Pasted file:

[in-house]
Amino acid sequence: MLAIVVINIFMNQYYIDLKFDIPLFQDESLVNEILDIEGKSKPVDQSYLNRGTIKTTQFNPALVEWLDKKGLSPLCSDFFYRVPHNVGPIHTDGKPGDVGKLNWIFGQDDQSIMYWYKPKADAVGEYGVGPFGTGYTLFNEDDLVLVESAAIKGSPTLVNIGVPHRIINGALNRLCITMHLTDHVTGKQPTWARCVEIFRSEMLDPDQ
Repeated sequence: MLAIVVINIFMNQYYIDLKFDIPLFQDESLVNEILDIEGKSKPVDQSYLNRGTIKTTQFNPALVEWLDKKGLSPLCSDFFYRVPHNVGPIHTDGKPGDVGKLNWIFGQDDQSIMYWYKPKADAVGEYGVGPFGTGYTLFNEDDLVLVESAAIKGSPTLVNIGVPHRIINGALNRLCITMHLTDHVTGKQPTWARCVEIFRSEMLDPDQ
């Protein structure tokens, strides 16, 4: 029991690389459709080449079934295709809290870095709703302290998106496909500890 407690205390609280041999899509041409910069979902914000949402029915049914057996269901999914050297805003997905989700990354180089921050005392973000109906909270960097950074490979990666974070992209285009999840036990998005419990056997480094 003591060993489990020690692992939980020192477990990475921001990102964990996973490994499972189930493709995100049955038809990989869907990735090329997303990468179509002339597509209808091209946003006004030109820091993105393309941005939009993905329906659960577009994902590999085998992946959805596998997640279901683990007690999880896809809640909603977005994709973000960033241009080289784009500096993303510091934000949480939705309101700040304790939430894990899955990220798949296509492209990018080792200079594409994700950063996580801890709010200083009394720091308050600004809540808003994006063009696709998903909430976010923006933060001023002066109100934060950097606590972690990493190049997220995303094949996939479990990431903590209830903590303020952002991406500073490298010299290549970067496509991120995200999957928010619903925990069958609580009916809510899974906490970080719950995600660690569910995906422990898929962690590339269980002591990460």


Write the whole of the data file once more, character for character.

[in-house]
Amino acid sequence: MLAIVVINIFMNQYYIDLKFDIPLFQDESLVNEILDIEGKSKPVDQSYLNRGTIKTTQFNPALVEWLDKKGLSPLCSDFFYRVPHNVGPIHTDGKPGDVGKLNWIFGQDDQSIMYWYKPKADAVGEYGVGPFGTGYTLFNEDDLVLVESAAIKGSPTLVNIGVPHRIINGALNRLCITMHLTDHVTGKQPTWARCVEIFRSEMLDPDQ
Repeated sequence: MLAIVVINIFMNQYYIDLKFDIPLFQDESLVNEILDIEGKSKPVDQSYLNRGTIKTTQFNPALVEWLDKKGLSPLCSDFFYRVPHNVGPIHTDGKPGDVGKLNWIFGQDDQSIMYWYKPKADAVGEYGVGPFGTGYTLFNEDDLVLVESAAIKGSPTLVNIGVPHRIINGALNRLCITMHLTDHVTGKQPTWARCVEIFRSEMLDPDQ
């Protein structure tokens, strides 16, 4: 029991690389459709080449079934295709809290870095709703302290998106496909500890 407690205390609280041999899509041409910069979902914000949402029915049914057996269901999914050297805003997905989700990354180089921050005392973000109906909270960097950074490979990666974070992209285009999840036990998005419990056997480094 003591060993489990020690692992939980020192477990990475921001990102964990996973490994499972189930493709995100049955038809990989869907990735090329997303990468179509002339597509209808091209946003006004030109820091993105393309941005939009993905329906659960577009994902590999085998992946959805596998997640279901683990007690999880896809809640909603977005994709973000960033241009080289784009500096993303510091934000949480939705309101700040304790939430894990899955990220798949296509492209990018080792200079594409994700950063996580801890709010200083009394720091308050600004809540808003994006063009696709998903909430976010923006933060001023002066109100934060950097606590972690990493190049997220995303094949996939479990990431903590209830903590303020952002991406500073490298010299290549970067496509991120995200999957928010619903925990069958609580009916809510899974906490970080719950995600660690569910995906422990898929962690590339269980002591990460």